There are other advantages of such a course.

(1) The directions aspect of the case is handled by the solicitor or barrister and the costs draftsman does not need to be involved at that stage at all, and the reverse is the case with costs management, thus ensuring the proper deployment of expertise where it is needed.

(2) It is more likely that the court will be able to follow the push given by CPR 3.16(2) to deal with costs management issues at a telephone hearing or on the basis of written submissions “where practicable”.

(3) A greater incentive to narrow the issues could also be given by making it easier for the court to penalise in costs a party which, in its view, has taken an unreasonable approach to costs budgeting. Since CCMCs also involve the giving of directions at which the costs order is almost invariably “costs in the case”, it must be rare for the court to exercise any discipline over exaggerated budgets or overly parsimonious offers in respect of the opponent’s budget.

Directions for the costs management phase do, however, need to be given before case management directions are given, to ensure that costs management is completed and budgets put into place before the parties are required to carry out any substantive steps in the case. If the costs management exercise ends up being dealt with at a later stage in the litigation, it will be less efficacious because more of the costs will already have been incurred; disclosure, for example, may already have been completed, and so the court will have lost the opportunity to control the costs of that process.

I can only see two possible downsides to the change of approach that I am proposing. First, it may cause some modest delay. If costs budgeting is tightly timetabled in the way that I have indicated, then it should be minimal in the context of the one to two years that it currently seems to take for the average multi-track case to come to trial. Secondly, it may be more problematic for the courts in terms of listing. If a CCMC would be listed for ninety minutes, I am unconvinced that significantly greater difficulties would be caused by splitting it into two hearings of half an hour for directions and an hour for costs management. There is no particular reason why the two hearings would need to be dealt with by the same judge, though judicial continuity would be helpful (again, the advantages of the sort of judicial continuity which is strived for the Family Court and ought also to be an aim of the civil courts is a subject for another article).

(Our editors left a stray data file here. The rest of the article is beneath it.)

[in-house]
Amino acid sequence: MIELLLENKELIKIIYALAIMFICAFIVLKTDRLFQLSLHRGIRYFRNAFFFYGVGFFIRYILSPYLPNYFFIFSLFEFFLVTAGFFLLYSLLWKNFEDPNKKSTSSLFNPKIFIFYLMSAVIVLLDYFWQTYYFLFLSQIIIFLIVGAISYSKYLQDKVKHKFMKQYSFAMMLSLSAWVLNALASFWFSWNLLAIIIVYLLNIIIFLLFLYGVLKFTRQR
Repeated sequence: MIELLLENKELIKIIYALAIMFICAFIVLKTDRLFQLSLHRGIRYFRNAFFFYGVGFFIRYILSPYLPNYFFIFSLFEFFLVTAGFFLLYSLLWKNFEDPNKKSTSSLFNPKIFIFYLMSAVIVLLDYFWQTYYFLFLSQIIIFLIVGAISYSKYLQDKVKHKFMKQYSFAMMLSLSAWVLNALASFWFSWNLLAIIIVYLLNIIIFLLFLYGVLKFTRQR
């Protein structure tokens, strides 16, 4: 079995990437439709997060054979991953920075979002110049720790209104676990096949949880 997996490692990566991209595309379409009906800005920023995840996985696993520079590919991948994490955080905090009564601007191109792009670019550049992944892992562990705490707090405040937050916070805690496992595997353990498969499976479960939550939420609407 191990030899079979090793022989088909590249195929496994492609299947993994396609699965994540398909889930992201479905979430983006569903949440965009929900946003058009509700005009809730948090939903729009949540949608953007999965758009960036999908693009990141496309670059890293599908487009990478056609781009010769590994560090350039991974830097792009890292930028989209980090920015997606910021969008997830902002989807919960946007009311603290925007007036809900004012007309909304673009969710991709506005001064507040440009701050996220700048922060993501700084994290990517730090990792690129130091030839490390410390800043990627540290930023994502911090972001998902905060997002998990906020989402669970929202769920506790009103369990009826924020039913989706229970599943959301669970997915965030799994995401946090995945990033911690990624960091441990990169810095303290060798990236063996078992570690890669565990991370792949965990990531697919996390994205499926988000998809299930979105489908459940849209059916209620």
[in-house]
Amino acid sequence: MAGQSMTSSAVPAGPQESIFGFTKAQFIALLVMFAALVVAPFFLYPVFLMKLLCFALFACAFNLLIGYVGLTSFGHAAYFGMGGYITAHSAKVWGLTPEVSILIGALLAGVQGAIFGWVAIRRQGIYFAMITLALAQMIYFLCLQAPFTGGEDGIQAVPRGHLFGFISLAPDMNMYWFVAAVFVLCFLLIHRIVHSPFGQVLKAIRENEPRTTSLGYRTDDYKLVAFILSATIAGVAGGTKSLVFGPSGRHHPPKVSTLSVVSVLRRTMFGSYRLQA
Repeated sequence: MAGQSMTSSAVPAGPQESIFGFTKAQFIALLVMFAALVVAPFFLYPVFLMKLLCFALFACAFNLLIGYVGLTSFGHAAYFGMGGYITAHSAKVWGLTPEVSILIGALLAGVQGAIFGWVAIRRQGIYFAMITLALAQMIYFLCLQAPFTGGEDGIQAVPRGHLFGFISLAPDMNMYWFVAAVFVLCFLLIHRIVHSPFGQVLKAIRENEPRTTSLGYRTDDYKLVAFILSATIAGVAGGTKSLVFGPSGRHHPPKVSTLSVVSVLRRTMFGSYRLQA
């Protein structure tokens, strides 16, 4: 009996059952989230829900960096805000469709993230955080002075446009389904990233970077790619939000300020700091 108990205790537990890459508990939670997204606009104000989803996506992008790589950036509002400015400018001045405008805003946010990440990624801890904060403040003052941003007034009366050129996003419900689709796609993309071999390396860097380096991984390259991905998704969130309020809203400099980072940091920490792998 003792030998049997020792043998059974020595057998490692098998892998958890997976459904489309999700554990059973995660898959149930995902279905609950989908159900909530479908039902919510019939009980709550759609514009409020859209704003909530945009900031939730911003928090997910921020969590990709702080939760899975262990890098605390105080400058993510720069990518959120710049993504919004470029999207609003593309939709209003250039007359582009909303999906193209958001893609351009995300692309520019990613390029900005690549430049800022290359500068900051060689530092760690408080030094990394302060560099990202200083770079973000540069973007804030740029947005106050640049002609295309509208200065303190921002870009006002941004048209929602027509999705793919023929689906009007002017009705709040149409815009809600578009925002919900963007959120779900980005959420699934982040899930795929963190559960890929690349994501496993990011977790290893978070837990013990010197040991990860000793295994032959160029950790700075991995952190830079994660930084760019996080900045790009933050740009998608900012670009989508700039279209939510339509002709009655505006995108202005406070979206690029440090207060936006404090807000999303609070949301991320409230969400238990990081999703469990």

Overall, I believe firmly that an amicable divorce between case and costs management will lead to more economical and more accurate costs budgeting. The only real disadvantage is that we will have to think of new acronyms, as “CMC” is ambiguous.

 

¹I am very grateful to Hekim Hannan of Browne Jacobson and to a number of colleagues at 1 Chancery Lane for their comments on a draft of this paper. Error, controversial opinions and pig-ignorance remain the sole fault and province of the author.

Written by or involving: Paul Stagg